It took writing the following into the card for a departing colleague to remind me of the kind of work that sets my heart ablaze:
“I don’t know what to say other than thank you. You challenged me without even knowing it. You made me think bigger. Made me aspire to be something greater. Showed me what it really meant to commit to your values and lead with purpose driven work…”
All of those words are undeniably true, and he deserves praise well beyond that small paragraph for being such a positive force in my life. But I didn’t realize when I wrote this card, that the reason I felt so inspired by the way he led his life and work, was because he reminded me of a group of exceptional people who made me who I am: my friends in Rochester, NY.
See, when I first moved to Rochester in late 2008, I had just left journalism and was trying to pivot to marketing. With little to no depth in the field, I decided to get experience by volunteering.
One of my first encounters on that journey was an introductory coffee chat with a now wonderful friend Katelin, about how I could help the (then) Ad Council of Rochester. Soon after, I did a roundtable with a group of marketing professionals to help a regional Girl Scouts office, and the rest is history. Dozens of events, fundraisers, golf tournaments, roundtables and volunteer campaign work later and I had built a meaningful and deep connection with my new home. But more than that, I had found a group of fantastic like-minded people who cared about the same things that I did.
Throwing myself into volunteer work that I loved started surfacing paid work that was in line with my passions. Suddenly, I was getting tapped to create marketing collateral for local mission-driven organizations and writing articles for the local paper about my friends who were out in the community changing lives for the better.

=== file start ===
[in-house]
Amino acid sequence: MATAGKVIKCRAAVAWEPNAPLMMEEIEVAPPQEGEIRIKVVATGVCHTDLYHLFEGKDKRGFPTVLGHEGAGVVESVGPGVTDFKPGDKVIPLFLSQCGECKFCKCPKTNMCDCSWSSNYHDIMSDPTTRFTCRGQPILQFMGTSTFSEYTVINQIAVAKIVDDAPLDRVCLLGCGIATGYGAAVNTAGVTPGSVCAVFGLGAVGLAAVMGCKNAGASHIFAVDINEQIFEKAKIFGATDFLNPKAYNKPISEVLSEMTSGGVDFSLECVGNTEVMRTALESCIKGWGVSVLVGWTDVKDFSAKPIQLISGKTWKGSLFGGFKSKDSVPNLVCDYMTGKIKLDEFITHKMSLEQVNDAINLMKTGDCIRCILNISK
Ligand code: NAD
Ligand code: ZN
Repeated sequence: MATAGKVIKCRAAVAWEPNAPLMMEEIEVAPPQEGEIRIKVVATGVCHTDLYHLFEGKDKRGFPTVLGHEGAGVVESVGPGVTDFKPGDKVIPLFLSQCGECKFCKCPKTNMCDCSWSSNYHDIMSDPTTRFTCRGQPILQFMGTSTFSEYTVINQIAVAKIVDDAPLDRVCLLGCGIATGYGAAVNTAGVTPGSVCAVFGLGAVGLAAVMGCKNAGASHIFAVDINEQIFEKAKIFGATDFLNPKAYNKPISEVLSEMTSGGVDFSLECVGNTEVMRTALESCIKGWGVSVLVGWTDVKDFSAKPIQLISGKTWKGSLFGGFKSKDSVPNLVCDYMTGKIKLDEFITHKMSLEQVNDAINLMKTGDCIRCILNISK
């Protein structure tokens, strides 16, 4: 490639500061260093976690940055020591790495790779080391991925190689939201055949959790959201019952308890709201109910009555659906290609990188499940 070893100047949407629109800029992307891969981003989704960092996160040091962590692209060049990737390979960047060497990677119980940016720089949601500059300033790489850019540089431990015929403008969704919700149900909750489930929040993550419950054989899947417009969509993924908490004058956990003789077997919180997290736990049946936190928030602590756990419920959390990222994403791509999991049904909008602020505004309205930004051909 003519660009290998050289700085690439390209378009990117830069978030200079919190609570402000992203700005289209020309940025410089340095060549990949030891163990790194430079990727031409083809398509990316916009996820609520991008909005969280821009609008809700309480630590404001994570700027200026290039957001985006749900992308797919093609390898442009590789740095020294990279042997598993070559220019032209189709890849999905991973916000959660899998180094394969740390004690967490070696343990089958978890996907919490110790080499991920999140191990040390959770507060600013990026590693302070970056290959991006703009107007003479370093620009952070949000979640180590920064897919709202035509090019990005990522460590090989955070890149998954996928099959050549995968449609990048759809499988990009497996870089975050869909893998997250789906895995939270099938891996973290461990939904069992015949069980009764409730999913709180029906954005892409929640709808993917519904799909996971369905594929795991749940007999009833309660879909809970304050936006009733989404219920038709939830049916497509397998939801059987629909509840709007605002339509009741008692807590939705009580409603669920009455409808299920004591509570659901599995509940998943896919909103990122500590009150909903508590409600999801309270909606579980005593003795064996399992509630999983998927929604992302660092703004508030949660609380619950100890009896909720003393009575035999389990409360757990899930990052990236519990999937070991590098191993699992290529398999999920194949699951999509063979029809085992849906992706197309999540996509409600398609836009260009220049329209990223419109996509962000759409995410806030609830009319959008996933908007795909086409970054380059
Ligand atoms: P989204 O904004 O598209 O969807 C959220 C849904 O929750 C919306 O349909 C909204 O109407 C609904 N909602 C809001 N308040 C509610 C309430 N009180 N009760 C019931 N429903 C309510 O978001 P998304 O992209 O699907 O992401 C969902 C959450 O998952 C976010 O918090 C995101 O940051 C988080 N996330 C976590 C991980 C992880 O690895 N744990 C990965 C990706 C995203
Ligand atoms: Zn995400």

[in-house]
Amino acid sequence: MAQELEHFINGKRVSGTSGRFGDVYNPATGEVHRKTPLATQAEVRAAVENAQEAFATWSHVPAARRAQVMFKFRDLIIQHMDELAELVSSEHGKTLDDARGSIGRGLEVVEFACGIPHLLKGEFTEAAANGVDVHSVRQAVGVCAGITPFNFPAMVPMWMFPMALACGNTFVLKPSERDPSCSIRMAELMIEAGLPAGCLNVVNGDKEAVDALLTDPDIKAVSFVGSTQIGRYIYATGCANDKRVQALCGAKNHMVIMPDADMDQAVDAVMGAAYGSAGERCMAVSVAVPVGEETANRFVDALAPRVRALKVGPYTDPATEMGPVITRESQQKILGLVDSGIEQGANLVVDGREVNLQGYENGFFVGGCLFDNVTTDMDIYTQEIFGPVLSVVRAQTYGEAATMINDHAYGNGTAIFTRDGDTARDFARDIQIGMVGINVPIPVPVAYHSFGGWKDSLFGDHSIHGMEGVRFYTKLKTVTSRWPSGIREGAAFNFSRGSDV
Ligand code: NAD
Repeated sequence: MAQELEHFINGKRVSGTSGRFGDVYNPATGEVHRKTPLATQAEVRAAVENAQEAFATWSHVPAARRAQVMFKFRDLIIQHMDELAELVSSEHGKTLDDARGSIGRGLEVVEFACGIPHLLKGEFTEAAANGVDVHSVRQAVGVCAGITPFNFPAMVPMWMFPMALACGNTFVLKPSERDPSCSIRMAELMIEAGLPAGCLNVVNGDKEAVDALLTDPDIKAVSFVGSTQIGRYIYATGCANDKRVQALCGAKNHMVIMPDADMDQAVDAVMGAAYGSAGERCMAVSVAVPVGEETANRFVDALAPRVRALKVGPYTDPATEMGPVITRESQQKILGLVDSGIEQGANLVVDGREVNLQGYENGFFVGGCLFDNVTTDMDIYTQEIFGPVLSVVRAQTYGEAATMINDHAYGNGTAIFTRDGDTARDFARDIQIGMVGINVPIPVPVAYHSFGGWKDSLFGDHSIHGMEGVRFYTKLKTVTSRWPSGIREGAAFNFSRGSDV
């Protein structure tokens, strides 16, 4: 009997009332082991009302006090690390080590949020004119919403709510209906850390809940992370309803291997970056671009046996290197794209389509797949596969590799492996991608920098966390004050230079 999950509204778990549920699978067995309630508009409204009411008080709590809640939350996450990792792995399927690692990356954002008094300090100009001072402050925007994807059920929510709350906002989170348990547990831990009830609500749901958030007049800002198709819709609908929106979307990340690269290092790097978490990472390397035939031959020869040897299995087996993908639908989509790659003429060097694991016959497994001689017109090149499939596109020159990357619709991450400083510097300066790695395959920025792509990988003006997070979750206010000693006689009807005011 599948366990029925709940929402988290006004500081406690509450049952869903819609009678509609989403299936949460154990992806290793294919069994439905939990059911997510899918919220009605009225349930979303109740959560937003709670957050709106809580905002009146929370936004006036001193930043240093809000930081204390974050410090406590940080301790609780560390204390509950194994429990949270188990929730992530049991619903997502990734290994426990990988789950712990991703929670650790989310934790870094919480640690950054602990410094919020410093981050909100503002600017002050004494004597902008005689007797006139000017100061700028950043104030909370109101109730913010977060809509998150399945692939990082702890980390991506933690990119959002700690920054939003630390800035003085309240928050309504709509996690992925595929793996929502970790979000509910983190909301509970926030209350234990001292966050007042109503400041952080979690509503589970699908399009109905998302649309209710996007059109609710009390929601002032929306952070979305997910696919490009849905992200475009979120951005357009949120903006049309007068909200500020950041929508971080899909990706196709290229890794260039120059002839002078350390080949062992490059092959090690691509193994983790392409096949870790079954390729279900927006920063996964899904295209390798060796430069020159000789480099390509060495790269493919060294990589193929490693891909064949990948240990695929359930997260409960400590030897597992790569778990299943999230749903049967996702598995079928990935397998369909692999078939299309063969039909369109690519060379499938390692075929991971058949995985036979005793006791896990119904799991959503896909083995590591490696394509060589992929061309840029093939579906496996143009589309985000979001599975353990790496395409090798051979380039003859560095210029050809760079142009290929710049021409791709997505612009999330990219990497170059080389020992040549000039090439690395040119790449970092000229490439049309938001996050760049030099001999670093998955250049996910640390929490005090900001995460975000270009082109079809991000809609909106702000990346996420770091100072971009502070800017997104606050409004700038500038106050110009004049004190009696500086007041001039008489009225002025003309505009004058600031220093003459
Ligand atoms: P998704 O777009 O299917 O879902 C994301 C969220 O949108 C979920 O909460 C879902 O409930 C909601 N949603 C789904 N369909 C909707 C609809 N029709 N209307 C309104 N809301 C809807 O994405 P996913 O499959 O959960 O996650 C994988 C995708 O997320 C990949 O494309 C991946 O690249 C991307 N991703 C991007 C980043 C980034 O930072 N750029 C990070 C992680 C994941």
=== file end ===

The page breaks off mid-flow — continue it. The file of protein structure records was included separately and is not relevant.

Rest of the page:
This work made me happy, but I didn’t have enough of it to leave my day job, and my day job at the time was killing me. So, I left a great community of people in a city I loved to try my hand at something fresh in Chicago.
And Chicago has been an exceptional place to start anew. I got to be a student, then a mentor, then an instructor at an awesome startup bootcamp. I got to experience being the very first hire at a young, seed-stage startup, building everything from scratch alongside the company’s two founders. After that, I had the chance to try my hand at fintech – growing a fraud detection company from nothing, to a business that caught the attention of federal agencies, national news publications and global card brands. I had the opportunity to travel and present at conferences all over the country in that role – from NYC to San Francisco and everywhere in between. And my success in that job landed me all sorts of other connections and opportunities – including my most recent gig.
By all accounts, I have had an incredible four years. I’ve done exactly what I came to do, and have met a ton of cool people while doing it. But I think about that crew of generous, kind people back home a lot. And it wasn’t until I met this friend, that I knew what was missing in my work – positive social impact that leaves the world better than you found it.
It’s not that any of my jobs here in Chicago have had damaging intent. In fact, all of them had good missions with a desire to improve things. But the mission gets muddled when you’ve raised millions and are under extreme pressure from investors to quickly acquire customers, get revenue and grow your team.
So, where does this net out for me and my career? I’ll be honest and say I’m not 100% sure yet. I’m after a social impact job, but they’re tough to nail down.
But no matter what, I know I’m going to dedicate at least a small chunk of my time to pushing things forward that I care deeply about and I think can change the world for the better. The first one on my list is working with that aforementioned friend and a team of other wonderful folks on trying to launch a democratically owned design cooperative – which you can read more about here.
I’m not building this co-op for myself, nor do I expect to hold a formal job there once it’s a thing. We have a steep hill to climb to make our vision a reality, but I think what we’re chasing after can change the face of the industry for the better. And I think my friends in Rochester would be proud.